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updated: 7/1/2012 9:03 AM

Dance the night away in Geneva

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  • The Geneva Dance Club at Riverside Receptions lets people work on their dancing skills.

      The Geneva Dance Club at Riverside Receptions lets people work on their dancing skills.
    Courtesy of Linda Lydon

 
 

Anyone who enjoys cutting a rug on occasion will finally have a place to do it in the Tri-Cities, thanks to ballroom dance instructor Jamie Vargo and local businesswoman Linda Lydon.

They put their heads together to come up with the monthly Geneva Dance Club at Riverside Receptions along the Fox River. The next dance is from 7:30 to 11 p.m. July 11, with the first half-hour serving as a dance lesson from a Vargo's Dance instructor prior to open dancing.

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A common complaint among those who take ballroom dancing lessons at Vargo's, or State Street Dance in Geneva, or Nelson Dance Center in St. Charles is there are virtually no places to enjoy their newfound skills in the Tri-Cities. In the past, the Hotel Baker tried some swing dance nights to the music of Flat Cats, but it didn't become a regular event.

If the Geneva Dance Club idea takes hold, the problem of not having a place for ballroom dancing could be solved.

"I am so pleased with the turnout the we have received at each dance," Lydon said. "It's amazing how everyone talks to each other. Some have met old friends and people they use to work with," she added.

Dances are scheduled through December, after which organizers will likely assess how the concept is taking hold. The dance schedule can be found on genevadanceclub.com.

While a Wednesday night doesn't represent the greatest option for those who have to be at work bright and early the next morning, it is far better than the current alternative of having no option at all.

Cost is $10 per person, and a cash bar is offered at the dances, which will feature the music of Gil DeLaPaz and the Front Cover Sensations.

Uniting to raise funds: "If there's a will, there's a way." It's a great line about what it takes to accomplish a difficult task. For those in central Kane County, the "way" portion of that slogan could easily stand for United Way.

The United Way of Central Kane County recently celebrated the success of its past year of fundraising in really tough times, passing what it called its "ambitious" goal of $480,000.

The United Way assists more than 29,000 central Kane County residents through the funds donated by area businesses and individuals.

Prolific photographer: Considering he's an architect by trade, it stands to reason that Mike Dixon of St. Charles is fairly skilled at taking pictures of buildings.

Apparently, he has a good eye for all sorts of things. At least good enough for National Geographic Magazine to post seven of Dixon's photos of his Peace Corps service in Ukraine on its website.

Dixon has been stationed in Vinnytsia, Ukraine for more than a year. His photos illustrate some of the interesting things he has observed during his duty in a place quite far away from St. Charles.

Hikes and eats: It did not surprise me that Starved Rock State Park in Utica placed first in a "favorite Illinois tourism location" contest offered by the Chicago and Beyond Regional Tourism Office.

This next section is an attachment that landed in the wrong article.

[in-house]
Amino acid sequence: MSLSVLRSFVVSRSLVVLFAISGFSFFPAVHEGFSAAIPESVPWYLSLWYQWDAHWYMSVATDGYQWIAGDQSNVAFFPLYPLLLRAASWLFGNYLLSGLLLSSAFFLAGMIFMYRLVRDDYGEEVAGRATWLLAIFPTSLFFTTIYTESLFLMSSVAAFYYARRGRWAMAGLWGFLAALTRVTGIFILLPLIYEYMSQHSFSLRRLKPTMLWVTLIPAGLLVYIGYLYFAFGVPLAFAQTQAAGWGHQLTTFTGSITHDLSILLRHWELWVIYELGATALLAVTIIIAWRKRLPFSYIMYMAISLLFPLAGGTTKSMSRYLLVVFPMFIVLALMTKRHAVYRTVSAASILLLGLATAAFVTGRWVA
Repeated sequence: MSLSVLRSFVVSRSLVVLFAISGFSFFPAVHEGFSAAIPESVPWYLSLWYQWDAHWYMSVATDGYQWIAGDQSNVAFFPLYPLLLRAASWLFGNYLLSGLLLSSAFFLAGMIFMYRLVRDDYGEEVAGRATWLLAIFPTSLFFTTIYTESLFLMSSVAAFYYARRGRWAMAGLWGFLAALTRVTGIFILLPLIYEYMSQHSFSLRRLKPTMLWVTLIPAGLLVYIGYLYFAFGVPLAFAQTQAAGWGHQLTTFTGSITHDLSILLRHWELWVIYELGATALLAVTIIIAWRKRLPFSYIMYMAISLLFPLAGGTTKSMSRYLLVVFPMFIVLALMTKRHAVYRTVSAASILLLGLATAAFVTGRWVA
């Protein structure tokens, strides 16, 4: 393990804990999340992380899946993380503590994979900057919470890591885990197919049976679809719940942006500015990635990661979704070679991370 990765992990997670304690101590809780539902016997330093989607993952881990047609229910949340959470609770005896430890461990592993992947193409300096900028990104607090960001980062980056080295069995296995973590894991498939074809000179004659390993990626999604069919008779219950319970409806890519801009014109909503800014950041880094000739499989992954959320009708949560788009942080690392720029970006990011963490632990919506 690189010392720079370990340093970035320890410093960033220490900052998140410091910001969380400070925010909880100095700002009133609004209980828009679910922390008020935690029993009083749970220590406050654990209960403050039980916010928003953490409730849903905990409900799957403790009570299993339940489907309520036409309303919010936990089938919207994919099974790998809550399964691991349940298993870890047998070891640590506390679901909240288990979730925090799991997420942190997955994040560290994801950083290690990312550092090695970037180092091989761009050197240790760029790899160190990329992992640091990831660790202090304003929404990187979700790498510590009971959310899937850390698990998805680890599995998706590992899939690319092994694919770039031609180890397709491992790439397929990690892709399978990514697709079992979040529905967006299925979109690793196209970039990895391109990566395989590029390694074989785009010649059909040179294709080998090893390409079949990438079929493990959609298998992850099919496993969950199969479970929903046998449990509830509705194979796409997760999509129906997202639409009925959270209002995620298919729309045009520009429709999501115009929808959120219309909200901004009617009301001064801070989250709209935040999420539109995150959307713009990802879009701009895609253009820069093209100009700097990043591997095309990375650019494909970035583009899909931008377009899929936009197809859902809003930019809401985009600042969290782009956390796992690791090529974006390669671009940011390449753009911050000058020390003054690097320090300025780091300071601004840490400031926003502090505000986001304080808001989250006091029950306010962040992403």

The beautiful state park edged out Brookfield Zoo, the Museum of Science and Industry, and Galena's Main Street in final voting.

I could add this about Starved Rock: If you enjoy discovering delicious new sandwiches, it's a fairly decent weight control habit to also enjoy hiking. You get the best of both worlds when combining the two at Starved Rock.

I literally hiked into a great sandwich when my wife and I recently spent a day at the park. We ate lunch at the park lodge and I ordered a breaded pork tenderloin sandwich that was the size of the entire plate.

I am not likely to get this sandwich at home, so it was a nice treat.

Aside from the good food, Starved Rock remains one of the greatest places to visit within a two-hour ride of the Tri-Cities.

It provides plenty of interesting hikes and history lessons about what went on around here a couple hundred years ago.

West band goes east: I was impressed with the West Aurora High School marching band in the Swedish Days parade last weekend. The band must impress others as well. Music Celebrations International's selection committee chose the Blackhawks' band as the only one from Illinois to march in the National Independence Day Parade in Washington, D.C.

What a great experience for these kids to march down Constitution Avenue along the National Mall on the Fourth of July.

Aurora Mayor Tom Weisner submitted the formal recommendation for the band.

Have a safe holiday: For those of you staying in the area, enjoy the July 4 holiday with a bang. But make sure that bang isn't in your hand or near your eyes or ears. If you are inclined to get a kick out of your own fireworks, even though they are illegal here, please play it safe.

And think about the National Fire Protection Association's statistics from 2010: Fireworks were the main culprits in 15,500 home fires and 8,600 emergency room visits nationwide.

dheun@sbcglobal.net

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